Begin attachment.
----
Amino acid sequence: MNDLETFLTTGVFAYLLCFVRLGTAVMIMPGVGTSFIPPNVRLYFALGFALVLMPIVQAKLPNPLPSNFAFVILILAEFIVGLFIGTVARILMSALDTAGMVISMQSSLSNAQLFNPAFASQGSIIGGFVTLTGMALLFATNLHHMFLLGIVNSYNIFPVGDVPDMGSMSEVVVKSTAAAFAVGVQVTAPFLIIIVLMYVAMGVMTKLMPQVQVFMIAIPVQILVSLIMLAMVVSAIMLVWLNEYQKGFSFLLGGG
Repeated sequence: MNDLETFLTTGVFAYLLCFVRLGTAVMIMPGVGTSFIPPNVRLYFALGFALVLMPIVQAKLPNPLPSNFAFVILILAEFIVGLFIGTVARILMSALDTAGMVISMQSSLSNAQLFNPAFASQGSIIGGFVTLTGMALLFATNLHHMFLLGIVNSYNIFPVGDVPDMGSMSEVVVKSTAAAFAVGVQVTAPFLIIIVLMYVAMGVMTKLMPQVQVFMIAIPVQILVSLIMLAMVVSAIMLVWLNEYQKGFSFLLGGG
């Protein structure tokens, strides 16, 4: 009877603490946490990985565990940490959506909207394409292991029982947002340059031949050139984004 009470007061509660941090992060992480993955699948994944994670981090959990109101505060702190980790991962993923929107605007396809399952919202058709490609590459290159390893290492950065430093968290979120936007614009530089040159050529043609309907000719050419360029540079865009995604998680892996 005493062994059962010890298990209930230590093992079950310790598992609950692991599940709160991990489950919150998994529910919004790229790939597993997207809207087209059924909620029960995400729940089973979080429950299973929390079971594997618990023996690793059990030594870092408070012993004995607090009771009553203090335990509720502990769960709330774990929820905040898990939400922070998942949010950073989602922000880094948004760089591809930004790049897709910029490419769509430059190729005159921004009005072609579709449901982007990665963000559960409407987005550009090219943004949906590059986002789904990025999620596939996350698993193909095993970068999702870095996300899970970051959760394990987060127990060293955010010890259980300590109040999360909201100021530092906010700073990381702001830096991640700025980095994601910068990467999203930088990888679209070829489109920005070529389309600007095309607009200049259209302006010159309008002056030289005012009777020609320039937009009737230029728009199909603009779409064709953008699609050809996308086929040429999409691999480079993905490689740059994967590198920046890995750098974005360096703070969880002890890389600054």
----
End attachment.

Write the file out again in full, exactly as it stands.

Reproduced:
Amino acid sequence: MNDLETFLTTGVFAYLLCFVRLGTAVMIMPGVGTSFIPPNVRLYFALGFALVLMPIVQAKLPNPLPSNFAFVILILAEFIVGLFIGTVARILMSALDTAGMVISMQSSLSNAQLFNPAFASQGSIIGGFVTLTGMALLFATNLHHMFLLGIVNSYNIFPVGDVPDMGSMSEVVVKSTAAAFAVGVQVTAPFLIIIVLMYVAMGVMTKLMPQVQVFMIAIPVQILVSLIMLAMVVSAIMLVWLNEYQKGFSFLLGGG
Repeated sequence: MNDLETFLTTGVFAYLLCFVRLGTAVMIMPGVGTSFIPPNVRLYFALGFALVLMPIVQAKLPNPLPSNFAFVILILAEFIVGLFIGTVARILMSALDTAGMVISMQSSLSNAQLFNPAFASQGSIIGGFVTLTGMALLFATNLHHMFLLGIVNSYNIFPVGDVPDMGSMSEVVVKSTAAAFAVGVQVTAPFLIIIVLMYVAMGVMTKLMPQVQVFMIAIPVQILVSLIMLAMVVSAIMLVWLNEYQKGFSFLLGGG
């Protein structure tokens, strides 16, 4: 009877603490946490990985565990940490959506909207394409292991029982947002340059031949050139984004 009470007061509660941090992060992480993955699948994944994670981090959990109101505060702190980790991962993923929107605007396809399952919202058709490609590459290159390893290492950065430093968290979120936007614009530089040159050529043609309907000719050419360029540079865009995604998680892996 005493062994059962010890298990209930230590093992079950310790598992609950692991599940709160991990489950919150998994529910919004790229790939597993997207809207087209059924909620029960995400729940089973979080429950299973929390079971594997618990023996690793059990030594870092408070012993004995607090009771009553203090335990509720502990769960709330774990929820905040898990939400922070998942949010950073989602922000880094948004760089591809930004790049897709910029490419769509430059190729005159921004009005072609579709449901982007990665963000559960409407987005550009090219943004949906590059986002789904990025999620596939996350698993193909095993970068999702870095996300899970970051959760394990987060127990060293955010010890259980300590109040999360909201100021530092906010700073990381702001830096991640700025980095994601910068990467999203930088990888679209070829489109920005070529389309600007095309607009200049259209302006010159309008002056030289005012009777020609320039937009009737230029728009199909603009779409064709953008699609050809996308086929040429999409691999480079993905490689740059994967590198920046890995750098974005360096703070969880002890890389600054």